Tips on Picking NCAA Tournament Games

First comes filling in your brackets. Office pool success is typically decided by two types of predictions: 1) Picking teams that will go deep into the tournament; 2) Picking a healthy amount of upsets in the early rounds. On the surface every #1 seed looks strong – that's why they are top seeds. But you're not going to win your pool without scoring with some surprises. Let's take a look at how #1 seeds have historically done: (All stats are since 1985, the year the Big Dance became a 64-team tournament. All results are straight-up with no consideration for point spread.) Number of Final Four teams that were #1 seeds in a given year: All 4: zero times 3 of 4: three times 2 of 4: 10 times 1 of 4: eight times 0 of 4: zero times Very interesting . . . never all four, but never none – one or two 18 of the last 21 years! Considering that picking upsets wins bracket pools, the numbers advice advancing only one #1 to the semifinals in your bracket. Which one? Key fact to consider: Of the 84 Final Four teams in our sample, 32 failed to meet ALL of the following conditions: + Made tourney the prior year. + Had a preseason AP All-American. + Beat opponents by an average of 10+ points a game. + Got at least 35% of scoring from their frontcourt (forwards and centers). Stunningly, of the 32 teams that failed to meet ALL the above conditions, only 5 made the Final Four! But don't count on #1 seeds falling easily: 84-0 in the first round. 72 of 84 (86%) make it to the Sweet 16. 58 of 84 (69%) make it to the Elite 8! Which leads to a key point – seemingly upset worthy #8 and #9 seeds inevitably must face a #1 in the second round, severely decreasing the likelihood of advancing as far as even the Sweet 16.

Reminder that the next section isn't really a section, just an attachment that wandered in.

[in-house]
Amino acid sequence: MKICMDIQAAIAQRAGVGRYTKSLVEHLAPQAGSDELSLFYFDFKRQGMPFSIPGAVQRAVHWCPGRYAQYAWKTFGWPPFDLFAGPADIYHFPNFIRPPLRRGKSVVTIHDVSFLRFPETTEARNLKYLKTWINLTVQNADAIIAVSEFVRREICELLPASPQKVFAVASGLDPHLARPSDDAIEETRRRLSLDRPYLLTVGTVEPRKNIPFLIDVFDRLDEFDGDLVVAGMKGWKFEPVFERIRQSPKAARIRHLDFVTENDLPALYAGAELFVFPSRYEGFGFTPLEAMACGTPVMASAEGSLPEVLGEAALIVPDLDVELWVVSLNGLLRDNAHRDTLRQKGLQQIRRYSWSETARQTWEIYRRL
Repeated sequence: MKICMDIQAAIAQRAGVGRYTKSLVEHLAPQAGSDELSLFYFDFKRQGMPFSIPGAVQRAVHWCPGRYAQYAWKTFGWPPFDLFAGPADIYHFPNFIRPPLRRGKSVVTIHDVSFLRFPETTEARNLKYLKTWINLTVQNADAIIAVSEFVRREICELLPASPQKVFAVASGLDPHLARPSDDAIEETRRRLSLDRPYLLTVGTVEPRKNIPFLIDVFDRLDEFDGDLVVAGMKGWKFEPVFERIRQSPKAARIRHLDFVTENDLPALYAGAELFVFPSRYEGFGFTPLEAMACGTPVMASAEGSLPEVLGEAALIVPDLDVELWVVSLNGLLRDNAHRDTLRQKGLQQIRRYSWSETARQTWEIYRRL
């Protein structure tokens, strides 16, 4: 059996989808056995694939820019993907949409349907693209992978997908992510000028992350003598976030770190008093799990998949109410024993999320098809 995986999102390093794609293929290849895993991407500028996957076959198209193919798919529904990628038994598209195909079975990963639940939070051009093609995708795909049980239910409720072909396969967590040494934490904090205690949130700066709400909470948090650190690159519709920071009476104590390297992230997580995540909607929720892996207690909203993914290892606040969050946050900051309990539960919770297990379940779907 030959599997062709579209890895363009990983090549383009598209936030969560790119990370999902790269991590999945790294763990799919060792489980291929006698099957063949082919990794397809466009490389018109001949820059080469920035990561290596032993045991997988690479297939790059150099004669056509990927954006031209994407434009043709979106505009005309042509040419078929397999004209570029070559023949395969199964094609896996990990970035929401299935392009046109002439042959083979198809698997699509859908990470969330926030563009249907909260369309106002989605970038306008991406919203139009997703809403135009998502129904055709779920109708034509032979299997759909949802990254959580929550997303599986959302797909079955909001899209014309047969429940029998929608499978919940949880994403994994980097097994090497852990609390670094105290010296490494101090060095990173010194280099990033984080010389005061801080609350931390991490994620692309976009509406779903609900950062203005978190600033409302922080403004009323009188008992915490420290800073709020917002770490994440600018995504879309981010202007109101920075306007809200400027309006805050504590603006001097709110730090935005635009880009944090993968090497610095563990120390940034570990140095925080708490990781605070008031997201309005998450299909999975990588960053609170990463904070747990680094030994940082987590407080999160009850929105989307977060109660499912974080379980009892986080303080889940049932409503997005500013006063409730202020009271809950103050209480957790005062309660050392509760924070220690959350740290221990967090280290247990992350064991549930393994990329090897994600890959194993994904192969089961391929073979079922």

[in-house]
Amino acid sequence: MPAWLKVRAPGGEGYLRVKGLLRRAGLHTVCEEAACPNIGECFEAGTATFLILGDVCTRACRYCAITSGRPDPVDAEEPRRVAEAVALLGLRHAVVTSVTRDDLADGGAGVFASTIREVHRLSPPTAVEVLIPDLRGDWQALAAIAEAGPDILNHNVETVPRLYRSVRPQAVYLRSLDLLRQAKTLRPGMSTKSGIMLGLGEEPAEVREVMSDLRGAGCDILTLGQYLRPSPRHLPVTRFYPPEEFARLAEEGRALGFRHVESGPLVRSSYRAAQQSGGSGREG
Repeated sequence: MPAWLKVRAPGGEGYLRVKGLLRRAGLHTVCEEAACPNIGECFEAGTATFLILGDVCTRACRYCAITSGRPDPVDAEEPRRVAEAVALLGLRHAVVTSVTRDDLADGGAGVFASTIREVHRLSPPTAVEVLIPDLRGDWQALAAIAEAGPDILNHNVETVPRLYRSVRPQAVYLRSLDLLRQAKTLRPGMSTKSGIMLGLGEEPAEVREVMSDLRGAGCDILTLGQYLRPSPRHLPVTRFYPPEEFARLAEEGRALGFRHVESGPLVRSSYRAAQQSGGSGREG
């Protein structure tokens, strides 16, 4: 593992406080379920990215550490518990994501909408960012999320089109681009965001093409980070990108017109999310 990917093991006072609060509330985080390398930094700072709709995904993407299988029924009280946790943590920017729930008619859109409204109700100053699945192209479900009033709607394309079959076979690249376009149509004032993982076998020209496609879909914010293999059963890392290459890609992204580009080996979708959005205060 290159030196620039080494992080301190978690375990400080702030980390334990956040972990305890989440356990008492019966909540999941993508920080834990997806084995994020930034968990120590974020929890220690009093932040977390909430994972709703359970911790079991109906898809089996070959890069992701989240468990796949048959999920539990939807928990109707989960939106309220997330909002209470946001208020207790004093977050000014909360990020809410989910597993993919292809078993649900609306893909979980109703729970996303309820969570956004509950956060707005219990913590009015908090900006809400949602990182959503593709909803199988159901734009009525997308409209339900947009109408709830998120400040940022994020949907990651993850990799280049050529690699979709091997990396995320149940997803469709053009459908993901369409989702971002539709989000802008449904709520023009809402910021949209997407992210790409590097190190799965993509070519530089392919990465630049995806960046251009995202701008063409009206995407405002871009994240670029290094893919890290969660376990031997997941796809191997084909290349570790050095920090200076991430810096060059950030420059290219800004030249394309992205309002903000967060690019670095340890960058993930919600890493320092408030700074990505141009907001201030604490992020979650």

In the Elite 8, #1s are only 21-19 to win that next game to reach the Final Four when playing a #2 or #3 seeds. When playing any other seed lower than 3, the #1s have won 15 of 18 games to reach the Final Four. Non-#1s #2 seeds are 80-4 in the first round; but #2 are only 16-14 in the second round vs. #10 seeds. #3 seeds are 70-14 in the 1st round – but only 46% make it to the Sweet 16! #4 seeds are 67-17 in the 1st round – but only 44% make it to the Sweet 16! #13 and #14 seeds combined have won 31 first-round games, but are only 5-26 in the second round. At least one #12 seed has beaten a #5 in the first round every year but one since 1988. Over the last five tournaments, #5 seeds are only 11-9 vs. #12 seeds. Which leaves #10, #11, and #12 seeds as prime Cinderella candidates – when they win in the first round, these sleepers are shockingly almost 50% (41-44) to win in the second round and move on to the Sweet 16. Teams with automatic bids do significantly better than teams who are chosen for an at-large bid. The Elite 8 is where the big upsets usually end. 27 times in this round big underdogs (defined by being 4 or more seeds lower) have faced favorites, winning only 4 of those 27 games. Seeds of 84 Final Fours teams of the last 21 years: #1: 36 #2: 18 #3: 11 #4: 8 #5: 4 #6: 3 #8: 3 #11: 1 87% of Final Four teams come from the top 4 seeds! Only once has a lower than #8 made the Final Four! Of the last 21 champions, 12 were #1 seeds. Don't believe the myth that the Mid-Major conferences are closing the gap with the big boys – in the last 6 years, these conferences have:

+ sent less teams to the dance + with a lower average seed + won a lower percentage of games than in ANY other 5-year period of the last 21 years. The gap between the super conferences and mid-Majors is widening. Important game factors to keep in mind when picking winners: Experience of both the players and the coach in the Big Dance - the more the better. How the team did on the road during the season – NCAA Tournament games are road games. Home-court fan advantage for certain teams in certain rounds. Ignore bench depth – over the last 6 years, Final Four teams have gotten over 80% of their points from their five starters.